“Value is the important thing here,” he bravely pointed out. “The people in these places are known to have so much disposable income. How much of a burden is to buy a Gucci dress and a pair of high heels? That’s when high fashion becomes a thing that deserves a space at the flea market.”

Fashion’s dirty laundry

This former designer started his clothing line because of his father, who was given a scholarship to study in a prestigious fashion school in New York back in the 1930s. He wanted to continue the family’s tradition in the industry.

“I became a designer mainly because it is a family tradition, my father wanted me to go on and I was also interested in it,” he said. “But the times before are different from now, and so I chose to live a better life.”

There was a long pause and some moments of silence after he said this. By that time, his wife, 70, served some local fish and peanuts on the table. He chewed on a couple of grains before continuing.

“Fashion thrives on sophistication and more often than not, inauthentic class which is far from reality,” he explained. “Prostitution exists in the fashion world. I have witnessed it myself and I hope the world will look into this. My son was 17 when he started modelling and I gave him much independence that I trusted him to know his way. He lived far from where I lived, as he lived much of his life in London. But one day he told me, ‘Papa, I’ve had enough. I also want to begin a family and I don’t think I can make this dream come true if I remain just a model.”

The team saw the former designer shed a tear. His son modeled and became part of photoshoots under famous underwear brands in Europe.

“This was the turning point when I decided I needed to give up this passion,” he said, his voice cracking.

Now, his son lives happily with his wife and their only daughter in a US state.

“One of the reasons why I can see the death of fashion coming is because the dreams made by high fashion are now coming alive, and when they do, that’s when the essence of fashion stops,” he said. “Many of my dreams have now come to reality, which gives me no reason to create more designs from fabric mostly sewn by those we treat as slaves. I hope the world wakes up with me. And I am happy to finally retire to a place where beauty is not skin-deep. And I love seeing my granddaughter wear something from H&M.”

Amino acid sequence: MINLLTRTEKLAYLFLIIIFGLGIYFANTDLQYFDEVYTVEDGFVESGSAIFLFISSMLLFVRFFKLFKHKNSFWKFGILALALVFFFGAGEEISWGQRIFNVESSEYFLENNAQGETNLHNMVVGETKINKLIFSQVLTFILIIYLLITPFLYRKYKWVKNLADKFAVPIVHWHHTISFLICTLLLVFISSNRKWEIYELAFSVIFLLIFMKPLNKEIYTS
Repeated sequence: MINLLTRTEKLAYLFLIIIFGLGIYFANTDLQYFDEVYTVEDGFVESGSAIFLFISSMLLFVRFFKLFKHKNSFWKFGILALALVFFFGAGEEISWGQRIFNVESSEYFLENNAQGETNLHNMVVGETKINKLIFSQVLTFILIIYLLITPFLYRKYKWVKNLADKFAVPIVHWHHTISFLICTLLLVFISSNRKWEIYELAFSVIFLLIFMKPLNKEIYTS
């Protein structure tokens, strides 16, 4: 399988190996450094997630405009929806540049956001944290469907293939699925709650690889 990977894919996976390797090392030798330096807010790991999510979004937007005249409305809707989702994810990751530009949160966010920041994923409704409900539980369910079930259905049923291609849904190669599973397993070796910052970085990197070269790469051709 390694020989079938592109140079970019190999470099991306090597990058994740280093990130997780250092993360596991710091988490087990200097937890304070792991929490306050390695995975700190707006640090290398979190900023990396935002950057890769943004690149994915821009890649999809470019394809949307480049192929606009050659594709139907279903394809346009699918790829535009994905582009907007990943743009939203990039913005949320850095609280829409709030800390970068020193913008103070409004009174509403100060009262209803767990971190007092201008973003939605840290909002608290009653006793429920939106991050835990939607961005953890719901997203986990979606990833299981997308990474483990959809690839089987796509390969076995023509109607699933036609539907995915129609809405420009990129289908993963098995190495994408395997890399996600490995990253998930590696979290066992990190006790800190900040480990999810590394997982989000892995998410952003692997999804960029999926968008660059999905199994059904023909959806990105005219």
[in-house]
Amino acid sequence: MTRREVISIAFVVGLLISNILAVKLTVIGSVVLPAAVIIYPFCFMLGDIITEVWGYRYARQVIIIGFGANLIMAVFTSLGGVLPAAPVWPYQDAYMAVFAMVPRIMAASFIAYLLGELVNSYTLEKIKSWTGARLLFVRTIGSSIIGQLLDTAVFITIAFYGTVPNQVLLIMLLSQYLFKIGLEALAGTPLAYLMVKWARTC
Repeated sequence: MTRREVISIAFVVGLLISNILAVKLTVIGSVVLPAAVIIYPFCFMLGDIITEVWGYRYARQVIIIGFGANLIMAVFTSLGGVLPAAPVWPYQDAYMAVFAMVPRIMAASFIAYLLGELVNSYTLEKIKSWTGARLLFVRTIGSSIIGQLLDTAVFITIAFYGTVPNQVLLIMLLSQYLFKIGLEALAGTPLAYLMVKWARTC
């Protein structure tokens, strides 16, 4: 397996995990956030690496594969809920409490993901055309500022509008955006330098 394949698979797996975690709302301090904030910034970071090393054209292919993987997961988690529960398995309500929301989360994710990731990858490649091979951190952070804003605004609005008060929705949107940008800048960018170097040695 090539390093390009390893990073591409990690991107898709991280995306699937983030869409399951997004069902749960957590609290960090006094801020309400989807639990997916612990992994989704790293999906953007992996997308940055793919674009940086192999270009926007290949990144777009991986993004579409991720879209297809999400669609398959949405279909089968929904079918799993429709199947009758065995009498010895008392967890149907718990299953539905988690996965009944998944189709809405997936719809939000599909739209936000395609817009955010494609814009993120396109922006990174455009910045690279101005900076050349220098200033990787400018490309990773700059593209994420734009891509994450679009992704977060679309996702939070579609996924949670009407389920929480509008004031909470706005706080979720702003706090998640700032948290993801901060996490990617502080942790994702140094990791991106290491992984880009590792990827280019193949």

How to street style at the World Cup — the Carioca way!

When in Rome, they say, do as Romans do. When in Brazil, dress up as the Brazilians dress up.

With the season of the 2014 World Cup in Rio de Janeiro in Brazil already in full bloom, millions of tourists and soccer fans from all over the world are visiting the host country to see the games in live action. It is indeed a melting pot of different global cultures and understanding each in a one month span may be a farfetched dream – but not for fashion and style.

The 2014 FIFA World Cup speaks of the slogan, ‘All in One Rhythm.’ They meant the games, the cheers, and the passion for the sport of course. But to be in sync and tune with the Brazilians in terms of how they see themselves with what they wear is also a gratifying experience while you are in the World Cup. Style and sports always go together.

Waking up in the morning before heading to the stadium is easy. Deciding what to wear at the venue is easier said than done. As you head off to Rio, pack your luggage with these important fashion and styling tips while you are in Brazil.

People who are born in Rio call themselves ‘Cariocas.’ They act different from the rest of the Brazilians, as much as they dress. One of the reasons the World Cup is held this June to July is because of the summer season in Brazil. So if you are thinking of bringing your aviator coats or your thick-skinned scarves in your luggage, you are only wasting space.


The Carioca style is pretty effortless and easy to understand. Come on, Rio is not a fashion hot spot unlike Milan or New York.

For women, dressing up like the Cariocas includes light fabrics, prints, and a lot of colours on geometric patterns on the dresses. Start by pairing plain-coloured tank tops accessorized by native Brazilian neck pieces you can purchase on the Rio streets to Maxi skirts laden with prints and colours. Carioca style tip number one.


Dress simply and walk graciously, this is the Carioca fashion trademark. Another Carioca style for women is a plain, neon-coloured knitted top, again with a neckpiece paired with faded, ruggedly cut denim mini-shorts. Then pucker up with sunglasses and you are ready to go the stadium.

Expensive  jewelry are better left at the hotel. Don’t call attention to yourself. Millions of foreigners live in Rio, but they know how to dress so as not to call attention to themselves.